Updated, 01/24/2019, 7:30pm ET: The original version of this article indicated that Zero Latency would not be using HP backpacks. However, Zero Latency sent us an update that clarified that hardware choices have not yet been finalized.
Zero Latency, one of the early pioneers of location-based, warehouse-scale VR entertainment, today revealed partnerships with three major players in the tech industry. Microsoft, HP and Intel have signed on to help build the next-generation of Zero Latency’s platform.
Zero Latency is stepping its game up for the next-generation of its VR entertainment platform. Under the new partnership, Microsoft will bring the Windows Mixed Reality platform to the next version of Zero Latency’s free-roam, multiplayer VR facilities. HP and Intel are also onboard and would provide the hardware that powers Zero Latency’s facilities.
Zero Latency’s current platform includes backpack PCs and modified open source virtual reality headsets. Zero Latency has not yet confirmed what headset will power the new platform. However, HP’s involvement with the project is a strong indicator that HP Windows MR headsets are part of the package.
Zero Latency didn’t offer many details about the hardware it will use, and it’s unclear how much involvement each company has in the development of Zero Latency’s platform. However, Zero Latency is supposed to use the Intel NUC VR platform equipped with Core i7 processors.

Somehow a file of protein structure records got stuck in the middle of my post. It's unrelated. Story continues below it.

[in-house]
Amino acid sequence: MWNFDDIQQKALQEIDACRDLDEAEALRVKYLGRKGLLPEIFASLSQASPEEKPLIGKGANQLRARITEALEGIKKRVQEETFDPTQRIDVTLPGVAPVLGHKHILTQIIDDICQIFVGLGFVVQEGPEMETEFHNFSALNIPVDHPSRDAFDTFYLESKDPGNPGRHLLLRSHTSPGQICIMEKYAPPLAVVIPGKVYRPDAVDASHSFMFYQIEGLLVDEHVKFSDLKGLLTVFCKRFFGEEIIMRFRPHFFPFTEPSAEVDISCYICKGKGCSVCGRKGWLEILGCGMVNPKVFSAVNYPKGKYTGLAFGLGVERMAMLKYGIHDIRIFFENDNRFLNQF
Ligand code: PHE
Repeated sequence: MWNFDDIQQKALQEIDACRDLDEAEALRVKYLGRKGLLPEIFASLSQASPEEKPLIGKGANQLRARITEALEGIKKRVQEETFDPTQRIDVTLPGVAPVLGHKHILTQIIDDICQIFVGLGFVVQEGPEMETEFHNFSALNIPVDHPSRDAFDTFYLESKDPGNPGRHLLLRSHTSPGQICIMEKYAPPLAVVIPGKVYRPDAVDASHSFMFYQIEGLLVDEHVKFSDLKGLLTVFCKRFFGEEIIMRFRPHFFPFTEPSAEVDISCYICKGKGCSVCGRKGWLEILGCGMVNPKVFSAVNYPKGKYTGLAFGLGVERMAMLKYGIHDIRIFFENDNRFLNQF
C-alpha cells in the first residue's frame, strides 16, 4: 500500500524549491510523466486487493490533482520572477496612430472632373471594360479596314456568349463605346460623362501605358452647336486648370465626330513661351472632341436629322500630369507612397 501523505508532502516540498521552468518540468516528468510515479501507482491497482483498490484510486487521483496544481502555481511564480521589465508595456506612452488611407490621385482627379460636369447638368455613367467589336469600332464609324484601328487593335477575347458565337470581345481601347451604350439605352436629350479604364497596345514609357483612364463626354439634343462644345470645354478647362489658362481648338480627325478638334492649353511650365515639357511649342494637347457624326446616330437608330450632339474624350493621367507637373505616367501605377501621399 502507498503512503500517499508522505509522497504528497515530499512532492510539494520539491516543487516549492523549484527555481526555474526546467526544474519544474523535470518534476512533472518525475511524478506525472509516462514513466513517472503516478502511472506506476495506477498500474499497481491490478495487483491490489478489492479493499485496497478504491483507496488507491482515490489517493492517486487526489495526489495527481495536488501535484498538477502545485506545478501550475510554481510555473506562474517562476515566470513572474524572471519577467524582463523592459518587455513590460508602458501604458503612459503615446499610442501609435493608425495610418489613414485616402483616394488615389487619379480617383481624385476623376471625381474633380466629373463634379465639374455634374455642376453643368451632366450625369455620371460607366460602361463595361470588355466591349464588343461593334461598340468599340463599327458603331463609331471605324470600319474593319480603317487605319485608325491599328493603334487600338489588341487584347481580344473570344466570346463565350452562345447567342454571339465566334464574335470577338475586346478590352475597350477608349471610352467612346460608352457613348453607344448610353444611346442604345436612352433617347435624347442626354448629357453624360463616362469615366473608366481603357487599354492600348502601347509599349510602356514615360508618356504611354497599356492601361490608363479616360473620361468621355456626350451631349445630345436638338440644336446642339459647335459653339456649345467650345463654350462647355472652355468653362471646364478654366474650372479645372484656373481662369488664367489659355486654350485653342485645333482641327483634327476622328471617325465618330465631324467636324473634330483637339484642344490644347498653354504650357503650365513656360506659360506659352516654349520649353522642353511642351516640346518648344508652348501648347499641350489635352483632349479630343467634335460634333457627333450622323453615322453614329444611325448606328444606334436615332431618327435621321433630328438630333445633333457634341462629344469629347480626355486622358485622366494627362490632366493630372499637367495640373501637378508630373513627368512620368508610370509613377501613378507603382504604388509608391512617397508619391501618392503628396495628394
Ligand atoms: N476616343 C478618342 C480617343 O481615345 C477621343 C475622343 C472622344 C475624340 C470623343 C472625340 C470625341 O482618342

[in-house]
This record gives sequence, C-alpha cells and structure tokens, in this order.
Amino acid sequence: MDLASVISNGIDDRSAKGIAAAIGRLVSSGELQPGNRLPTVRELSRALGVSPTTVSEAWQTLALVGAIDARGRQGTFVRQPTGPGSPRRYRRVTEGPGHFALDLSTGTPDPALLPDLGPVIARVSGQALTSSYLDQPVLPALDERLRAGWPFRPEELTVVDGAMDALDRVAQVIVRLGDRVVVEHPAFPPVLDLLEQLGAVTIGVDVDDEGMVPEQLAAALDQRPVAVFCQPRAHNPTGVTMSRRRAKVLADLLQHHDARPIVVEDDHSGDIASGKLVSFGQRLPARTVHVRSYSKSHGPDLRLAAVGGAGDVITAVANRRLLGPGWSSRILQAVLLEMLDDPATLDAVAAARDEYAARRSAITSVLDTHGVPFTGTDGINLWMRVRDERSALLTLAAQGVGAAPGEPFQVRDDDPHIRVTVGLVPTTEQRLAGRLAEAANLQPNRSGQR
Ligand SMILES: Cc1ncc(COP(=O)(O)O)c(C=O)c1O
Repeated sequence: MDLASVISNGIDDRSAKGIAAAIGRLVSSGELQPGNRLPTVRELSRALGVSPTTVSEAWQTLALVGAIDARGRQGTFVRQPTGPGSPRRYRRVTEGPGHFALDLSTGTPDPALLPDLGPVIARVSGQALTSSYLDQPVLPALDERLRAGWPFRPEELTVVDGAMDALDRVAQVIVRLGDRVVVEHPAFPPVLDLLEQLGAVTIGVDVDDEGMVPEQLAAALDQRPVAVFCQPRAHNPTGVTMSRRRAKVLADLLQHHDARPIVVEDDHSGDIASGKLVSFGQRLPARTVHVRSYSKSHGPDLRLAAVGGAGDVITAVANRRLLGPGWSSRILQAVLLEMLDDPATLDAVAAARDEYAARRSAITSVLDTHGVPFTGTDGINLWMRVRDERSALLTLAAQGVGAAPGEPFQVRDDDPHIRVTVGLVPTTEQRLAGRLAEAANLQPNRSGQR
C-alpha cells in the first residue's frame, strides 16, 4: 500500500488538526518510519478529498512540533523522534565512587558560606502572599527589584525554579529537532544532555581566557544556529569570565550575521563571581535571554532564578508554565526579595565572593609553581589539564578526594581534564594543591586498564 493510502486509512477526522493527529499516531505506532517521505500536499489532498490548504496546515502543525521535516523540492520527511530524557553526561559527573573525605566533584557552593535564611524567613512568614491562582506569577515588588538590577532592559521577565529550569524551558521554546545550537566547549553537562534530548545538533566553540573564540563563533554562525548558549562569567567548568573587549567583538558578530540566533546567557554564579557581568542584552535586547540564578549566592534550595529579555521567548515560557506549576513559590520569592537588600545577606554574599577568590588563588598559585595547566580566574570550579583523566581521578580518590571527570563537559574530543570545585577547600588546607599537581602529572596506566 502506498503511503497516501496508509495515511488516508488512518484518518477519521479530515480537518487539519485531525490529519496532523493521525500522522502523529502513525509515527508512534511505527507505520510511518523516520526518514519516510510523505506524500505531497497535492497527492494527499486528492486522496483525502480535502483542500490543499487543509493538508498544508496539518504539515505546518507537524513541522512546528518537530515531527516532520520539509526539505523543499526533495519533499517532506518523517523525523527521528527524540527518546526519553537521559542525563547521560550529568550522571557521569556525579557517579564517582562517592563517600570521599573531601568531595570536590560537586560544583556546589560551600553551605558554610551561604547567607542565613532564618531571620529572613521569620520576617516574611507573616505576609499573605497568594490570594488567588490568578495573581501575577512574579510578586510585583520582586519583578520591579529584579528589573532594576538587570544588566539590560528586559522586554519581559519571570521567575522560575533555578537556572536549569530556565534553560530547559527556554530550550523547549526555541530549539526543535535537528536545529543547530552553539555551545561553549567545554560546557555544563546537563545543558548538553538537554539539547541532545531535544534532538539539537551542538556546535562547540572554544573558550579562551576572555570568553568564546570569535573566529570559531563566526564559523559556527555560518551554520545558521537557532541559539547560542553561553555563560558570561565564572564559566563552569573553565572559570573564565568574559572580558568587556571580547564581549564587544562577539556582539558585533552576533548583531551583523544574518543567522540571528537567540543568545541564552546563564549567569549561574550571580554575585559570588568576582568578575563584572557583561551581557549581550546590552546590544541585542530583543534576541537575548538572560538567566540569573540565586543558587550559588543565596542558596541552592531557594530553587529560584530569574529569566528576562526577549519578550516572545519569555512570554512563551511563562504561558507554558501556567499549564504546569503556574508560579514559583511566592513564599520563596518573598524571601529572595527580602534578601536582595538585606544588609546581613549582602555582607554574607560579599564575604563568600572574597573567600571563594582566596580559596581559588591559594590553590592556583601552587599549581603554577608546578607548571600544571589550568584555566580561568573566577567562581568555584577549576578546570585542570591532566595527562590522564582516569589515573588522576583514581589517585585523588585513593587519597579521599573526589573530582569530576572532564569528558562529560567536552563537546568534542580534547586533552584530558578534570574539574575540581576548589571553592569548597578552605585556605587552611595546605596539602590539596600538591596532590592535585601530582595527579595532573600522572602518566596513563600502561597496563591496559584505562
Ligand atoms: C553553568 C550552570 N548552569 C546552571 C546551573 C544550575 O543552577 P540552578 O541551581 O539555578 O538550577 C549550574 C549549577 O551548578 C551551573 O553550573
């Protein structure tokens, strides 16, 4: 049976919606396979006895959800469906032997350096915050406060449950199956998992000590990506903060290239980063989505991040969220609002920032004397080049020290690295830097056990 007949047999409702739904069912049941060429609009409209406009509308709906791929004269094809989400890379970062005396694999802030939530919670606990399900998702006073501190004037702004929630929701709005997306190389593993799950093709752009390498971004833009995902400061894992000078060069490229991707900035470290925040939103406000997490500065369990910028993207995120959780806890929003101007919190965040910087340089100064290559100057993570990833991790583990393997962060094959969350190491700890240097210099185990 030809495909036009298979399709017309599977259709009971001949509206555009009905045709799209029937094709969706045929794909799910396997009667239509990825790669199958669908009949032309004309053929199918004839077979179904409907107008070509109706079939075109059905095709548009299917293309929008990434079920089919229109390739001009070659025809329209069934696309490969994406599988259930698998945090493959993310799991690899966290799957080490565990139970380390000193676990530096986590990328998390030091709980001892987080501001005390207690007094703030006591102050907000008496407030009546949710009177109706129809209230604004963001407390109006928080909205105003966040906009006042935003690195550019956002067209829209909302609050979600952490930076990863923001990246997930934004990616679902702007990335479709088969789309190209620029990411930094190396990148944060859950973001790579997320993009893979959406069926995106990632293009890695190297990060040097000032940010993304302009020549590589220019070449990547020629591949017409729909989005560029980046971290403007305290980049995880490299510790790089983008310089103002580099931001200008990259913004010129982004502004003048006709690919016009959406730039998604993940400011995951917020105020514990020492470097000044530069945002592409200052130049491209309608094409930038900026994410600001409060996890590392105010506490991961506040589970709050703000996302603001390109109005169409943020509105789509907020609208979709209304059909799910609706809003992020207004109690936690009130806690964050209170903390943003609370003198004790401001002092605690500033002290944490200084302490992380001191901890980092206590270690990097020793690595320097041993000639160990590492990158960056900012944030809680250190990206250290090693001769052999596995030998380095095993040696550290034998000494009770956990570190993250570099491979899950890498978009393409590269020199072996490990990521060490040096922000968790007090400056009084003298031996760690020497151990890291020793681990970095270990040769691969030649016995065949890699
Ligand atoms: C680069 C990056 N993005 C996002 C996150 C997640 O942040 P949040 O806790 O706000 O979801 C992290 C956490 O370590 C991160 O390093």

Microsoft also said that the project involves its cloud-based services, which we assume would facilitate the multiplayer experiences that Zero Latency has to offer.
Zero Latency did not give any indication as to when the next-generation facilities would debut but said it would reveal more details soon.
The company currently operates 24 warehouse-scale multiplayer VR facilities across the U.S., UK and 11 other countries (Canada, Japan, Macau, Malaysia, Mexico, Portugal, Singapore, South Korea, Spain and Thailand). Its U.S. locations are in Arizona, Florida, Massachusetts, Nevada, Oklahoma, Pennsylvania and Wisconsin. The company offers five unique multiplayer VR experiences.
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Kevin Carbotte is a contributing writer for Tom's Hardware who primarily covers VR and AR hardware. He has been writing for us for more than four years.
Are these the same folks that launched with OSVR HDK2-based headsets?Reply
I know a guy who went to one of their experiences, a while back, and had basically all good things to say about it.